The UK will need clear and well defined relationships with the EU and with Russia. All the time there are some powers for independent action, especially militarily, amongst the EU states, we will also need good links to Paris, Rome, Berlin and Madrid as well as to Brussels.
The aim of the relationship with the EU will be one of friendly collaboration. If we leave with a deal we will be continuing free trade with them as well as many close workings over Intelligence, defence, policing, trading standards and the like. If we leave without a deal and the EU decides to impose some barriers on our access to the EU markets, then the UK will have to retaliate with tariffs against their food, cars and other items attracting tariffs under WTO rules. This might then lead to a change of heart by the EU, who may wish to enter talks about how to remove those barriers again. The UK should be willing to do this, though there is no need for the UK to be desperate to do it or to give ground to secure such a change.
More difficult is our approach to Russia. I have no more time for Russia’s military adventures in eastern Europe than the western governments or NATO. I do, however, think there is a chance that Russia could be a better world citizen if the west collaborated more and resorted to sanctions and condemnations less. The west should of course keep up its guard and be aware lest Russia does resort to aggressive and illegal actions, but should not go looking for trouble. The West through the EU and NATO intervened in Ukraine in ways which provokes a mixture of anxiety and aggression in Russia, fearing for the security of its warm water naval base. Whilst this did not justify the illegal annexation of Crimea, the west did not facilitate a peaceful solution to this problem by allowing a referendum, for example, to let the people decide where they wished to belong as the UK has recently done in Scotland.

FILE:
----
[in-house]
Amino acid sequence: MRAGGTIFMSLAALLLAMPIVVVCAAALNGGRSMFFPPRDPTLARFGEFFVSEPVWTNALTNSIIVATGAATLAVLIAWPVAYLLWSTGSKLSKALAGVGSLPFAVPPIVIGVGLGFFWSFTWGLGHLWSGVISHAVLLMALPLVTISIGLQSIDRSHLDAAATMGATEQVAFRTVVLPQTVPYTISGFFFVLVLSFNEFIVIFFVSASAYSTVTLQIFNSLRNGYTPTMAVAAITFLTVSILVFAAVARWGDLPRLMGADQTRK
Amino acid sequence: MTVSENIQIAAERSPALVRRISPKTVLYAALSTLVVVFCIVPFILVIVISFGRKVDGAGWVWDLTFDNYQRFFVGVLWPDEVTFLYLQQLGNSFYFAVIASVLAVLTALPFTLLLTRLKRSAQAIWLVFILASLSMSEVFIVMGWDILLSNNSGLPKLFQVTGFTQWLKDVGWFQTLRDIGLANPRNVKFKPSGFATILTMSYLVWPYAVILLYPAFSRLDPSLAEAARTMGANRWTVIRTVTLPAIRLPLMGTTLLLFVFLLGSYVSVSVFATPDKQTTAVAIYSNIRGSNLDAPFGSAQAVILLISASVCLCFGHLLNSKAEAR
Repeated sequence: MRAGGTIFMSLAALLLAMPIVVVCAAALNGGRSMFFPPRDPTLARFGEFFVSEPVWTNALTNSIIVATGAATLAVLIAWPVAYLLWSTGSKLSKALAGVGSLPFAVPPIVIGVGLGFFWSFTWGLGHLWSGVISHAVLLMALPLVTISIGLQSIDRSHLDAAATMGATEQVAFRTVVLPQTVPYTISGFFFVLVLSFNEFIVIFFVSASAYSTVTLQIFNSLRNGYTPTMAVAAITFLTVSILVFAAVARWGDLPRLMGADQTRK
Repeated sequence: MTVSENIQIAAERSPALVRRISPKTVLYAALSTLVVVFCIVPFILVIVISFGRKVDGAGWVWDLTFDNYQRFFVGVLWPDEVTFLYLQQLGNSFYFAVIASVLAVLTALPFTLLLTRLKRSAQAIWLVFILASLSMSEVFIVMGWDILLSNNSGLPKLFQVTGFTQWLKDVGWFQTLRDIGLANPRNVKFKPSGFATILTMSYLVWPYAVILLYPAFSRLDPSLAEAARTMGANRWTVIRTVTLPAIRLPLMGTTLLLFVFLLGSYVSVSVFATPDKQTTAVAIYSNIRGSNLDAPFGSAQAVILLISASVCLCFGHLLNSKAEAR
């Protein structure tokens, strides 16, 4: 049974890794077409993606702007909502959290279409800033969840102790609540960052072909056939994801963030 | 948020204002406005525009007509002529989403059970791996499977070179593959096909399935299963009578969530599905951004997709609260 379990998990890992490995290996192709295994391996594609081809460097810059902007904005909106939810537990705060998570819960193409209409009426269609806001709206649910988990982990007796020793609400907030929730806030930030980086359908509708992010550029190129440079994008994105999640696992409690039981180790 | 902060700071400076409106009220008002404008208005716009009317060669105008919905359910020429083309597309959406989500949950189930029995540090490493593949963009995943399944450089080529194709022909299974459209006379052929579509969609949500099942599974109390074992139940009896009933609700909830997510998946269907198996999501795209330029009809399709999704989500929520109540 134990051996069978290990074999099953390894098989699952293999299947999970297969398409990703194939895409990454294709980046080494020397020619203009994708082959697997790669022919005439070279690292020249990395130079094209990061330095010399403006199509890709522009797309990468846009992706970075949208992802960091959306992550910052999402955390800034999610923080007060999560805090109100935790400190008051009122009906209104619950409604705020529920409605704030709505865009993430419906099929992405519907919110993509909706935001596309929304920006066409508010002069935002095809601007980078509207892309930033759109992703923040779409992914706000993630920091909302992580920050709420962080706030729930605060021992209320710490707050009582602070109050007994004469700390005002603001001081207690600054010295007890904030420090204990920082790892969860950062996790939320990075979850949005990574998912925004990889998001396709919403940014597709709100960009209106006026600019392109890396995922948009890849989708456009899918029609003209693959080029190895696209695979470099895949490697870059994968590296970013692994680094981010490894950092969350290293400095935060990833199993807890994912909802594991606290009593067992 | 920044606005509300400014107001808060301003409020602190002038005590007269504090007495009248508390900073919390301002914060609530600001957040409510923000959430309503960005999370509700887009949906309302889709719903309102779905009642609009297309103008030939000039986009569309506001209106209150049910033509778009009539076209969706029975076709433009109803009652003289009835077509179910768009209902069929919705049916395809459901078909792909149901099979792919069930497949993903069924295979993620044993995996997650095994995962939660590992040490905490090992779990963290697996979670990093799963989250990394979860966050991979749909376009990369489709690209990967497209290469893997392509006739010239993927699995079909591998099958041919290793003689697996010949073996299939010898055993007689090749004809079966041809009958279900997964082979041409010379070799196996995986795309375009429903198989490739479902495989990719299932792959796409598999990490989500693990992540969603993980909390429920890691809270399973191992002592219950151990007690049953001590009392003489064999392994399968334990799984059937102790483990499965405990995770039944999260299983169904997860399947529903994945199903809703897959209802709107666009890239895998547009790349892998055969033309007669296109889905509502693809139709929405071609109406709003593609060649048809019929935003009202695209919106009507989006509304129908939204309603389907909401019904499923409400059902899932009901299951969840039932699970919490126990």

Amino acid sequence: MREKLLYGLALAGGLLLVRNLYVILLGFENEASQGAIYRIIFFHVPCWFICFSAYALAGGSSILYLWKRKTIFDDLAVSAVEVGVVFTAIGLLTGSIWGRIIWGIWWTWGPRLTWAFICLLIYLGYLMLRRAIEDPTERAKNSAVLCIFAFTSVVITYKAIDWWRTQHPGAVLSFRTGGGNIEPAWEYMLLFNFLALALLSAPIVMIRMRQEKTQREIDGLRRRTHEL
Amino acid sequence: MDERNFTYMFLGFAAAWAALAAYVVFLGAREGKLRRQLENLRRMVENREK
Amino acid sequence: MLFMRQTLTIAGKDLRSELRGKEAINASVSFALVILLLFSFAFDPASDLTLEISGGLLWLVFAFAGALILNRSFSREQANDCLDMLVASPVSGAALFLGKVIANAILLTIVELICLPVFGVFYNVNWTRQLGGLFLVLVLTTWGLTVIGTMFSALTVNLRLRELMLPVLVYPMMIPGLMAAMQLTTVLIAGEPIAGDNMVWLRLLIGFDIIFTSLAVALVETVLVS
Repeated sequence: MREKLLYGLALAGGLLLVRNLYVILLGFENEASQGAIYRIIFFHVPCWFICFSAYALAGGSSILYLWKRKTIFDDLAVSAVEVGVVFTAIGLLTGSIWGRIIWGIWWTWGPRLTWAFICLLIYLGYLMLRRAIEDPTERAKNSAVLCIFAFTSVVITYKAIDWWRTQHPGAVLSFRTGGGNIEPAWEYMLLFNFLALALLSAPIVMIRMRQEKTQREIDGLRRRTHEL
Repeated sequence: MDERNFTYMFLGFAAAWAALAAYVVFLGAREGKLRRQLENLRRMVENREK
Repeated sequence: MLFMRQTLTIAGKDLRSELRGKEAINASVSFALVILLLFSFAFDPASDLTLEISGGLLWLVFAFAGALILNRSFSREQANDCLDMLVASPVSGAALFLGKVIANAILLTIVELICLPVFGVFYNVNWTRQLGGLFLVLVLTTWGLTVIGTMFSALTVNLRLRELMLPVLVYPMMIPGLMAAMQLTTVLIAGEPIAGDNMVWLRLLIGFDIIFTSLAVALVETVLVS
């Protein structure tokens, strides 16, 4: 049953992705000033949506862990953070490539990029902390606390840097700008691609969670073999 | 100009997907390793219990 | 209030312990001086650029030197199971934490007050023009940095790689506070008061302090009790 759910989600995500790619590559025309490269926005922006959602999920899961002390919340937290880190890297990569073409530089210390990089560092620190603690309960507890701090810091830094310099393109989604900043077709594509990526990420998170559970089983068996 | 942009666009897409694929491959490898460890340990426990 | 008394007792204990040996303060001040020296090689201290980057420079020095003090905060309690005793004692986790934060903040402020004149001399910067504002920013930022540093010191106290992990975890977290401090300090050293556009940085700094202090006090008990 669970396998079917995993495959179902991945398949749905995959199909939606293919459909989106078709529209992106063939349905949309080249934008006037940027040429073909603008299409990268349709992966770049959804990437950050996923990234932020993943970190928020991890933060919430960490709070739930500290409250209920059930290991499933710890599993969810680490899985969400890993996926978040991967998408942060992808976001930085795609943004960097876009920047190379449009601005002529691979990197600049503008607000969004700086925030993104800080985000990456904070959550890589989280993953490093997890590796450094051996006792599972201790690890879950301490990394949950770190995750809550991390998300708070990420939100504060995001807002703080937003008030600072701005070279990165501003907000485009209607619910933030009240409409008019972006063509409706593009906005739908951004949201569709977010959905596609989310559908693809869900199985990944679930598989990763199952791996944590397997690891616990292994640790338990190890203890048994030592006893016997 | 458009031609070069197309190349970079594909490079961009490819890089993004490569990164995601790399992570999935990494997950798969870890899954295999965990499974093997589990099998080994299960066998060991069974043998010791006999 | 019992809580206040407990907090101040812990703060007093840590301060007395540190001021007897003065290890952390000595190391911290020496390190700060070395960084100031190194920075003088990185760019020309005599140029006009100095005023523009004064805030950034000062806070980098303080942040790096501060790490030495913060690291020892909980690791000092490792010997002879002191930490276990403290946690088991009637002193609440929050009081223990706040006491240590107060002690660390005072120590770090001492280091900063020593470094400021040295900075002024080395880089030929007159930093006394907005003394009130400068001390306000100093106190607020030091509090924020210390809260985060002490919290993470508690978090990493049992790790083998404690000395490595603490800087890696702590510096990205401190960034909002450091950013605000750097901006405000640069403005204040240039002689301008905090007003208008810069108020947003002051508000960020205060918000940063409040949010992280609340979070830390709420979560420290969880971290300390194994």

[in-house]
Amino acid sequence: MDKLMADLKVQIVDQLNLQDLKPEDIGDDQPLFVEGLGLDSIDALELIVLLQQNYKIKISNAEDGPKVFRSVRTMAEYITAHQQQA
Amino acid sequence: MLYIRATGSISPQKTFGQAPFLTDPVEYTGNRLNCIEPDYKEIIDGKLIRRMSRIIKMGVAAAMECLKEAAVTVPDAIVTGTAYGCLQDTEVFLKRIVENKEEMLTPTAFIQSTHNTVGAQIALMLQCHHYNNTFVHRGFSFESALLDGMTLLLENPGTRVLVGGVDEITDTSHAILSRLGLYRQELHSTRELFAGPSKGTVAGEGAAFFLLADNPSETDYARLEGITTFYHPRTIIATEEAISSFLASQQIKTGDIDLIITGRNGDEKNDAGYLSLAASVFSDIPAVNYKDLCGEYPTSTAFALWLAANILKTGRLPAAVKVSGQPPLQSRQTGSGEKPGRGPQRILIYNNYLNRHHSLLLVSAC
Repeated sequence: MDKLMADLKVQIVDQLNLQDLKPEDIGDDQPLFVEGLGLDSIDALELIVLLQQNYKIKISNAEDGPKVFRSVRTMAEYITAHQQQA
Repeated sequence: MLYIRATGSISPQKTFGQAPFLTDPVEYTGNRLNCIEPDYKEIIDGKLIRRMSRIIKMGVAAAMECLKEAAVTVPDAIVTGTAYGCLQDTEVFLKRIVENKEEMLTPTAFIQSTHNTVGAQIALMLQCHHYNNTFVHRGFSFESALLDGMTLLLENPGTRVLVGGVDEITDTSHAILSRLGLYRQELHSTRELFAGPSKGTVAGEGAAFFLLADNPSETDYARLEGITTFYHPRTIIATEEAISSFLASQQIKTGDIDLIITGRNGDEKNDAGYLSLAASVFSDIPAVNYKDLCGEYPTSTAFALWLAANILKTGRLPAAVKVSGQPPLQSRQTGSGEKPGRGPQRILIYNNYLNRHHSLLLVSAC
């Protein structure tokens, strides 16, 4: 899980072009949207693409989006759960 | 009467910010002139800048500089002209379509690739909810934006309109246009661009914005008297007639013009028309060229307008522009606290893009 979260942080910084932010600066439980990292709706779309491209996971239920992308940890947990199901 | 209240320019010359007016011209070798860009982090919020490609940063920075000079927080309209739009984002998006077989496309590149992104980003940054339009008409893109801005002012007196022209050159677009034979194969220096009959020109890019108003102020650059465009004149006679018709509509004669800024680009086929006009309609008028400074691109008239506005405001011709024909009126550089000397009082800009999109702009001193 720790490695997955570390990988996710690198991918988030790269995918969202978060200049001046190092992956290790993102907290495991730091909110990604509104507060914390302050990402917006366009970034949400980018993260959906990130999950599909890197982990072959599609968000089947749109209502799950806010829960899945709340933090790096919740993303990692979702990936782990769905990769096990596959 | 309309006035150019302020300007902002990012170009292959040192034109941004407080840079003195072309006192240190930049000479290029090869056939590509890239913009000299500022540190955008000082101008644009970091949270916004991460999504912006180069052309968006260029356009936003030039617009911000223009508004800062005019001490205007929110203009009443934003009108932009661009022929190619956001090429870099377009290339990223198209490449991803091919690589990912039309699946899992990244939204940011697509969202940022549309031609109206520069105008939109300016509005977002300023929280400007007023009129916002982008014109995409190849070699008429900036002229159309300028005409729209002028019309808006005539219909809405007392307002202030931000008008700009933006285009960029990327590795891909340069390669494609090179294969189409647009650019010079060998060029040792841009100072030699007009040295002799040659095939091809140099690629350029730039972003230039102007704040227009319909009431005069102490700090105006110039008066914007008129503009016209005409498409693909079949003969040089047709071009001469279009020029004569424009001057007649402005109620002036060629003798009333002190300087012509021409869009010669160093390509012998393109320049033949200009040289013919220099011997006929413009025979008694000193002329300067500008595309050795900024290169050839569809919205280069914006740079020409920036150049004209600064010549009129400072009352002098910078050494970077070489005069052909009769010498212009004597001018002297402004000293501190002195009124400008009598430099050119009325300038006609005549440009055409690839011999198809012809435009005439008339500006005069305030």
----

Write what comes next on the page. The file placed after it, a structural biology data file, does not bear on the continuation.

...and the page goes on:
The UK has intervened too much in past centuries in continental politics and wars. Whilst the West did have to engage to bring Hitler down, it is more difficult to see what national interest the UK pursued in the First World War. The main aim of our foreign policy should be to keep out of continental rows and conflicts. The UK has sold the pass on the old idea that we need to stop a single power dominating the continent. It is now Foreign Office policy to encourage and allow the consolidation of power on the continent under the EU. In that case we need to be global in reach, have partners around the world, and keep out of the EU’s more contentious issues.